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Joint Bodiography and Graham 2 Program a Triumph


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Bodiography’s Bethany Schimonsky and Josef Hartman in Maria Caruso’s “Light By Love II”. Photo by Eric Rosé.

Bodiography and Graham 2 – Horizons
Byham Theater
Pittsburgh, PA
April 26-27, 2019

Reviewed by Steve Sucato

For the first-ever collaboration of its kind for both Pittsburgh-based Bodiography Contemporary Ballet and New York’s Graham 2, the joint program Horizons, on April 26 at Pittsburgh’s Byham Theater, offered up a unique look at what each company does best; the ballets of their respective company founders, Maria Caruso and Martha Graham.

Graham 2 dancer Androniki Vasili from Athens, Greece led off the mixed repertory program in Ted Shawn’s 1916 solo “Serenata Morsica”. Originally performed by Martha Graham, the solo, dubbed a sensual “serenade,” was in Shawn’s orientalist style of early American modern dance and evoked the feel of a harem girl performing for the ruler of some unknown tribe or land. Set to a lively piano score by Mario Tarenghi, the choreography was playful and alluring. Vasili was a delightful as the smiling, somewhat innocent seductress who spun, jumped and gyrated her hips about the stage.

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Graham 2 dancer Androniki Vasili in Ted Shawn’s 1916 solo “Serenata Morsica”. Photo by Eric Rosé.

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Bodiography in Martha Graham’s “Steps in the Street”. Photo by Eric Rosé.

Next, Bodiography’s dancers led by Caruso performed Graham’s “Steps in the Street,” an excerpt from her 1936 anti-fascism ballet Chronicle.

Staged by Graham 2 director Virginie Mecéné, the work began with Caruso and the rest of the all-female cast on a darkened stage stiffly stutter-step walking backwards in silence across the stage with one arm held to their chins and the other, tight to their waists. Costumed in black floor-length dresses, the look was of an eerie stylized funeral march.

When Wallingford Reigger’s military march-like music kicked in, the stage lights brightened to reveal Caruso in a clench-fisted and determined march across the stage followed by the rest of the cast who came back onstage and hopped repeatedly in place, legs flared to the side. The atmosphere evoked a frenetic military campaign played out in Graham’s signature movement style. Bodiography’s dancers were sharply focused in the powerful work’s jumps, marches and formations. They never looked better as a unit.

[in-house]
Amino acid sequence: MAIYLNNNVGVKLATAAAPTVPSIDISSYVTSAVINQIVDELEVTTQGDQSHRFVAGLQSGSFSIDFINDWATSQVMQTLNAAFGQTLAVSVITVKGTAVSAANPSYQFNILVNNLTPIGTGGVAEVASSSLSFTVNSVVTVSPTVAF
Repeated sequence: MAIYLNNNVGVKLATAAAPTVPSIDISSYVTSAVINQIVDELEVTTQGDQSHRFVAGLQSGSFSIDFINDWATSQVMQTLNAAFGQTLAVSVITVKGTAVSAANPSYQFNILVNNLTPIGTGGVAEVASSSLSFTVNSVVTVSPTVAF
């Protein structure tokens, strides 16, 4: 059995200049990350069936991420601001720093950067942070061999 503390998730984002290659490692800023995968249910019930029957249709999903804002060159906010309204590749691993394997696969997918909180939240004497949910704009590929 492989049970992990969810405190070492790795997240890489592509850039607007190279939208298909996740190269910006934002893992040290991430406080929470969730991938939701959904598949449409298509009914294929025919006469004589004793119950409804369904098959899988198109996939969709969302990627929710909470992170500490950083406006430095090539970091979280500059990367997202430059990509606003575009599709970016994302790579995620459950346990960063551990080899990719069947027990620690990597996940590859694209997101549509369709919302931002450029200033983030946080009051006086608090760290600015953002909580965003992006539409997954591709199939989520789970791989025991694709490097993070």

Caruso as the group’s general was rock solid in her technique and in relaying the turbulent emotions of Graham’s masterwork. The ballet was a milestone in Bodiography’s ongoing development as a company and an important piece in their repertory.

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Graham 2 dancer Aoi Soto in Martha Graham’s “Satyric Festival Song”. Photo by Eric Rosé.

Continuing the succession of Graham works in first half of the 90-minute program, Graham 2 dancer Aoi Soto in a bumble bee–striped floor-length dress began 1932’s solo work “Satyric Festival Song” with her back to the audience, jumping wildly side-to-side with a child’s excitement. Danced to a spritely flute score by Imre Weisshaus, Soto flitted about the stage like the American Indian Pueblo clowns that from which the solo was inspired by. Her mischievous demeanor and humorous facial expressions brought life to the quirky solo filled with wiggles, wriggles and the whipping of her long black hair in circles and side to side.

Comprised of leftover material from a 2018 commission for a full-length ballet themed around the 1980s, “Billboards” (2019), was the first of several new Caruso ballets performed by Bodiography on the program. That leftover material looked as if it could have come from any number of her past slinky, music video-esque contemporary ballets. Danced to lively electronic music by Kansas City’s Quixotic, the ballet for three women and two men had some interesting movement phrases and formations but along with them came some uncomfortable choreographic moments that appeared forced into the work. While the cast, especially soloist Nicole Jamison, performed “Billboards” solidly, owing to the ballet’s title, the dancing it advertised was unremarkable.

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Bodiography in Maria Caruso’s “Billboards”. Photo by Eric Rosé.

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Bodiography’s Kaylin Treese, Melissa Tyler, and Amanda Fisher in Maria Caruso’s “Mother’s Prism”. Photo by Eric Rosé.

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Bodiography’s Bethany Schimonsky and Josef Hartman in Maria Caruso’s “Light By Love II”. Photo by Eric Rosé.

After the tender “Mother’s Prism” (2019), another new Caruso ballet themed around the facets of motherhood, came perhaps the best ballet Caruso has created in her career and one of the finest this dance season, “Light By Love II” (2019). Originally created in 2015, the reconstructed duet was deftly and passionately performed by Bodiography’s Bethany Schimonsky and Josef Hartman.